Noctural Child

My son is nocturnal. He’s wired that way and has been since birth. I can see now that his unwillingness to sleep at night is incurable. Despite all my efforts to turn him into a daytime person, he remains a creature of the night. When he was a baby he cried all night long. I remember gripping his bassinet and crying in frustration at my inability to get him to sleep. Now I know he was crying all night because he was bored. He couldn’t sleep and wanted something to do. Over the years we have tried everything short of drugging him to get him to sleep. When he was a toddler we tried removing anything that was entertaining and might keep him busy. His room was stripped to the essentials, as clean as a monk’s cell, yet he still lay awake staring at the ceiling, thinking, and talking to himself. We tried sleep deprivation, waking him up at 6:00 am every morning for months, he outlasted us. He could stay up half the night, be dragged out of bed at sunrise, and still make it through the day. We could not. We tried bribery. We bought him toys and books he wanted that could only be played with during the day. Still he didn’t sleep through the night. He would stay up until midnight, sleep for a few hours; then he would be up again to play with the coveted items. He has gone a full day without sleeping and finally collapsed in a heap mid-morning. We tried sleeping on the floor of his room, keeping lights out, insisting on quiet. All that achieved was exhaustion and sore muscles on our part, no change on his. Okay I admit it, I even tried drugging him. One night in desperation I gave him some Benadryl, it didn’t work. It put him into a frenzied, hyper state for most of the night. When I told our pediatrician, she laughed and said that Benadryl can have that effect; but she told me that my son was healthy and that different kids need different amounts of sleep. She assured us that as long as he was getting the hours of sleep his body needed, and we could live with his schedule, not to worry about it.

I still worried though and as he got older we had long discussions about the importance of sleep, the impact his non-sleeping has on our family, and the importance of functioning in-sync with society. While he would get teary eyed at the thought of upsetting his family and not fitting in with society, his answer was always, "I need more time to work and I think better at night." I tried to pinpoint what it was about the night that made his brain work better. He told me when the house was quiet and no one was disturbing him he could do more work. We agreed to put a lock on his door (the kind you can easily open with a nail) to ensure he wouldn’t be disturbed during the day while he was thinking. It didn’t work; he found he loved the quiet work time during the day and his work time at night.

When he is immersed in learning, he just can’t quit until he feels he’s mastered the current area of interest. Over the years we have seen him go through a chemistry phase, a physics phase, a chess phase, a math phase, and he is currently on a Conway’s Game of Life phase. He is a relentless, highly motivated learner who feels he just can’t get enough information crammed into 24 hours. I know that some of our friends and family think we are too lenient, that we just need to set firm boundaries and take control. Despite our stories of having tried to do just that, and the obvious knowledge that our son is not a normal kid, people are still judgmental. Lest you think we are lackadaisical parents, you should know that despite Aspergerish tendencies, our son is usually polite, kind, empathetic, and obedient in most areas.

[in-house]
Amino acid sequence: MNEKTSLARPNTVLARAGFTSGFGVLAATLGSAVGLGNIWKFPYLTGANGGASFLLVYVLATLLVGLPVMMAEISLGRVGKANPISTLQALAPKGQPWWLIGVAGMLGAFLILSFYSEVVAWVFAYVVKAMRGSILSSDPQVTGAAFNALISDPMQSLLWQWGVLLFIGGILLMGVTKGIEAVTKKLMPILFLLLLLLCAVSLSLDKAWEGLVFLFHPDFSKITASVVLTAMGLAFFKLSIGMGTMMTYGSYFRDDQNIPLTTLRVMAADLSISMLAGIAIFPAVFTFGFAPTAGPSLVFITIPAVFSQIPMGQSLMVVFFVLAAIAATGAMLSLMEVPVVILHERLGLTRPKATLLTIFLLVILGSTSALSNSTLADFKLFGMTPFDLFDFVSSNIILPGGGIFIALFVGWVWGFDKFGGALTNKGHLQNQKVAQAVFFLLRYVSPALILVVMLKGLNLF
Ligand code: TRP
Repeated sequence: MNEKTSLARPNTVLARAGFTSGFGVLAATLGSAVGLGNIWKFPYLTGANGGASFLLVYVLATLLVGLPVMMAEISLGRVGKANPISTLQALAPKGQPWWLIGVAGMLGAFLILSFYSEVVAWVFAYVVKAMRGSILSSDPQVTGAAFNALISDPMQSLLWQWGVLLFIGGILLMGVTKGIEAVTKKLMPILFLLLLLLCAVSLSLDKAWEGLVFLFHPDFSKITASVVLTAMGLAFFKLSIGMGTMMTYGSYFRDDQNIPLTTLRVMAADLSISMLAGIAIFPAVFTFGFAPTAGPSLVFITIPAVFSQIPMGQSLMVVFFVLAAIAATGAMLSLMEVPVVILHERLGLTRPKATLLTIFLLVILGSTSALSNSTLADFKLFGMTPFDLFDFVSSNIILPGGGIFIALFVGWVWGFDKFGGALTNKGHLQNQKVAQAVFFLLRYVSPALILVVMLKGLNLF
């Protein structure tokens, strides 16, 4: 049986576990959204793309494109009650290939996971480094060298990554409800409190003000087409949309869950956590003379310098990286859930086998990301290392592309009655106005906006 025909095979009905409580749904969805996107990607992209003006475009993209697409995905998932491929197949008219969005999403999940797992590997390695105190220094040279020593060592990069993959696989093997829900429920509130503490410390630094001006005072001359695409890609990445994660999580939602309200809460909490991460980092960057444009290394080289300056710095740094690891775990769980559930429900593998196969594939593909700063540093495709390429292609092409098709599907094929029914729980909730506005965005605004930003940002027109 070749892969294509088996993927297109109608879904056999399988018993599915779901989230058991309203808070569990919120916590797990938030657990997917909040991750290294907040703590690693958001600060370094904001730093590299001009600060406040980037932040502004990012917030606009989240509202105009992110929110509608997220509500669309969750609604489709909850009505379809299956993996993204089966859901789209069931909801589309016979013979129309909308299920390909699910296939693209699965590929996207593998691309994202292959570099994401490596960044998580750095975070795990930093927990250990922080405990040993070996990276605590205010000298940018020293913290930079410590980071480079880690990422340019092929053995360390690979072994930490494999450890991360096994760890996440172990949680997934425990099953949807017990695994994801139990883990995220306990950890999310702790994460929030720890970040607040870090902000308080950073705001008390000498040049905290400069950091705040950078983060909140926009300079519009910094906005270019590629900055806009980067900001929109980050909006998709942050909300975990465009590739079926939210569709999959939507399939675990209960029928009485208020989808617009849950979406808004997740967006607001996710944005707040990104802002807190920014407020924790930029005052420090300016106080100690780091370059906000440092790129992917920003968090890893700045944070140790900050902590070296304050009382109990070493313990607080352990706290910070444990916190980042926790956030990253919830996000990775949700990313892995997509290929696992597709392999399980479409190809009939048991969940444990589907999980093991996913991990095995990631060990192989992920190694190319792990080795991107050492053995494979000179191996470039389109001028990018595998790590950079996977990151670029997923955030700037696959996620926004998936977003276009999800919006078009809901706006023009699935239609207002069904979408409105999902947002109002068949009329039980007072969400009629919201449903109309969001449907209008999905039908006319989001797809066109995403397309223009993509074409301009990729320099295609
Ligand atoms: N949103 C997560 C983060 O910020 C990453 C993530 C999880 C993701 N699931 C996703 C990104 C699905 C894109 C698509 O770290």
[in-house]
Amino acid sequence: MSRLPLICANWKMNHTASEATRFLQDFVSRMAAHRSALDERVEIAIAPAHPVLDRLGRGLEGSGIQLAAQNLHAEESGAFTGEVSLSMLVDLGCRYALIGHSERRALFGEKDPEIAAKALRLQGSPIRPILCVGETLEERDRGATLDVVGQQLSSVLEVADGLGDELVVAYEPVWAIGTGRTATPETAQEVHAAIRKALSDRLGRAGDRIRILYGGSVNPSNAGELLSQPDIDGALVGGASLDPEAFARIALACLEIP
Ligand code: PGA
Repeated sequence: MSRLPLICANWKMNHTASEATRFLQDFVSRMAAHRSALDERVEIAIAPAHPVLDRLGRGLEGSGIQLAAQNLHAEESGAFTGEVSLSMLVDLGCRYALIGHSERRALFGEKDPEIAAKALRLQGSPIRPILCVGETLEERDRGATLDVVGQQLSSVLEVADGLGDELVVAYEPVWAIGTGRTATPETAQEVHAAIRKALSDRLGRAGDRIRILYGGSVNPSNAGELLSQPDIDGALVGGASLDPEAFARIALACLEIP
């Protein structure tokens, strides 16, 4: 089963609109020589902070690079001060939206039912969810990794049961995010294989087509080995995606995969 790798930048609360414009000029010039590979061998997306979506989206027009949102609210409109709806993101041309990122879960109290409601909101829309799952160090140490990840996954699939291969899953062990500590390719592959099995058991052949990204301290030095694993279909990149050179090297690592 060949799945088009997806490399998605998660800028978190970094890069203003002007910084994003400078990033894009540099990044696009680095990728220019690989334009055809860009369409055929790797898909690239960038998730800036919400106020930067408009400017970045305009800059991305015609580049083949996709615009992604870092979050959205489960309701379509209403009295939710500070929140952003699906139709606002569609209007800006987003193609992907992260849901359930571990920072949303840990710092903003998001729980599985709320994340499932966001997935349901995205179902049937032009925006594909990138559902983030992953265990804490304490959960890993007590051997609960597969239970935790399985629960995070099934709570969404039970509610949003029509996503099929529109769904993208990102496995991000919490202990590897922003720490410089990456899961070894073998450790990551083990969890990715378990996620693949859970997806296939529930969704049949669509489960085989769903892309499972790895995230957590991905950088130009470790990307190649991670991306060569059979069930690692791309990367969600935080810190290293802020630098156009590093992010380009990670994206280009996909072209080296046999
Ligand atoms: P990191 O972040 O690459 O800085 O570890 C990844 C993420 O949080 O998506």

Over the years, my experience with my son has helped me realize several things: he doesn’t need as much sleep as we do, he has difficulty shutting his brain down to sleep, he is driven to figure things out, and he can’t rest until he does. So I have conceded defeat. He sets his own sleep schedule. We are homeschoolers, so we often have the flexibility to allow him to sleep during the day. He has two rules that are inflexible: he is not allowed to be noisy and wake the rest of us up; and he has to willingly (even if he is comatose) get up and come with us as needed during the day. It seems to be working, my son is happy and engaged in life, he has time to do the work he feels is so important, and he has lots of play time and interaction with family and friends in the afternoon and evenings. I have given myself and our family permission to be different and not to worry about what others think. I believe our respect for our son’s needs has taught him to respect other’s needs and our flexibility has shown him how to find creative solutions to difficult problems. Our belief that each child has the right to help decide how, when, and what they learn has opened opportunities for our children that might not have otherwise existed. Most importantly, our son feels that he is okay just the way he is and that his family loves him, even if he is creature of the night.